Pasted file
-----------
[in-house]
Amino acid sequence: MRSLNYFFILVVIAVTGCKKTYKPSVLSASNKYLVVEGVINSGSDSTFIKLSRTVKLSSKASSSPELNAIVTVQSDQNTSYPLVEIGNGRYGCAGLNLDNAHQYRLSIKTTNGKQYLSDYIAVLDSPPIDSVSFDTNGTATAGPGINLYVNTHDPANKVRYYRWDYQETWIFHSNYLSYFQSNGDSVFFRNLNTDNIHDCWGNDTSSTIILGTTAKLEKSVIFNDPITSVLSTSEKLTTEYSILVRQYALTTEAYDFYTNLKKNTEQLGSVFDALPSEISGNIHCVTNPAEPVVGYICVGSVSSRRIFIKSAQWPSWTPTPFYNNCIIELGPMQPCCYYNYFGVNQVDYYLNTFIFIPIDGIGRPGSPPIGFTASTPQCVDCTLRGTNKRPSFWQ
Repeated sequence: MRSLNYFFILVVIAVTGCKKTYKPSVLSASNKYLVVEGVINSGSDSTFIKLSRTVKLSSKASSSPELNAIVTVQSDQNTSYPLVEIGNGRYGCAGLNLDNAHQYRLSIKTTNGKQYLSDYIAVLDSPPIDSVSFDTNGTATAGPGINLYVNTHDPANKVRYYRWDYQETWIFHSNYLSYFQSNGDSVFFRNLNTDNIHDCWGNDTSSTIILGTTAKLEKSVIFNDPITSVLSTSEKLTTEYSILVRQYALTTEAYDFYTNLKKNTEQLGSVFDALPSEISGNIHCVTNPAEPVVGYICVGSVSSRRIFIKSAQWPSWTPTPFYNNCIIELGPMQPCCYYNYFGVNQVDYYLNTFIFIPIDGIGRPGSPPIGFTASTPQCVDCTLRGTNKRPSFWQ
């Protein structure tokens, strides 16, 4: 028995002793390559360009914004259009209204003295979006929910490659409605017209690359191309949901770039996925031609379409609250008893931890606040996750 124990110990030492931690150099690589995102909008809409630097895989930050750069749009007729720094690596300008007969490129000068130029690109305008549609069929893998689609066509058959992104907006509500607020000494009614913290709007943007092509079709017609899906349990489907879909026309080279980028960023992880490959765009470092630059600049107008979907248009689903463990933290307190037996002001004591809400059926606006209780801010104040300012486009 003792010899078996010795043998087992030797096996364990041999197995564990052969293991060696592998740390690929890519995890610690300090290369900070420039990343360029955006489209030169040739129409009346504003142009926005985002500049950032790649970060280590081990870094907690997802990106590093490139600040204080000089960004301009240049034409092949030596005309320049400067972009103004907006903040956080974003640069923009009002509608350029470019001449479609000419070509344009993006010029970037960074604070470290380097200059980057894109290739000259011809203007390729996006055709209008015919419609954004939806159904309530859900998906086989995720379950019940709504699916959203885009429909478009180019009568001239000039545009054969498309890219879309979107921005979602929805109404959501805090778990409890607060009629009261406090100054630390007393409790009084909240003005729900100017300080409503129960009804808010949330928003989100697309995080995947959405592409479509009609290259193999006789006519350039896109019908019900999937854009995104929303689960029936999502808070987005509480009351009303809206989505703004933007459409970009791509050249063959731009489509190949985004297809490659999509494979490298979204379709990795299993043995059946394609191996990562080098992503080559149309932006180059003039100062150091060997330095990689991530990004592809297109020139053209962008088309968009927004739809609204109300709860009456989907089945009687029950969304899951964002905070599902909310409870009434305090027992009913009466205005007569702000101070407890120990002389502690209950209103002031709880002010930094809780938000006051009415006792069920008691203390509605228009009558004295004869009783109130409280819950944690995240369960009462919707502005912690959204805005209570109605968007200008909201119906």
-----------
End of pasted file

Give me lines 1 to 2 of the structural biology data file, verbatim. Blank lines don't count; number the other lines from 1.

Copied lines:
[in-house]
Amino acid sequence: MRSLNYFFILVVIAVTGCKKTYKPSVLSASNKYLVVEGVINSGSDSTFIKLSRTVKLSSKASSSPELNAIVTVQSDQNTSYPLVEIGNGRYGCAGLNLDNAHQYRLSIKTTNGKQYLSDYIAVLDSPPIDSVSFDTNGTATAGPGINLYVNTHDPANKVRYYRWDYQETWIFHSNYLSYFQSNGDSVFFRNLNTDNIHDCWGNDTSSTIILGTTAKLEKSVIFNDPITSVLSTSEKLTTEYSILVRQYALTTEAYDFYTNLKKNTEQLGSVFDALPSEISGNIHCVTNPAEPVVGYICVGSVSSRRIFIKSAQWPSWTPTPFYNNCIIELGPMQPCCYYNYFGVNQVDYYLNTFIFIPIDGIGRPGSPPIGFTASTPQCVDCTLRGTNKRPSFWQ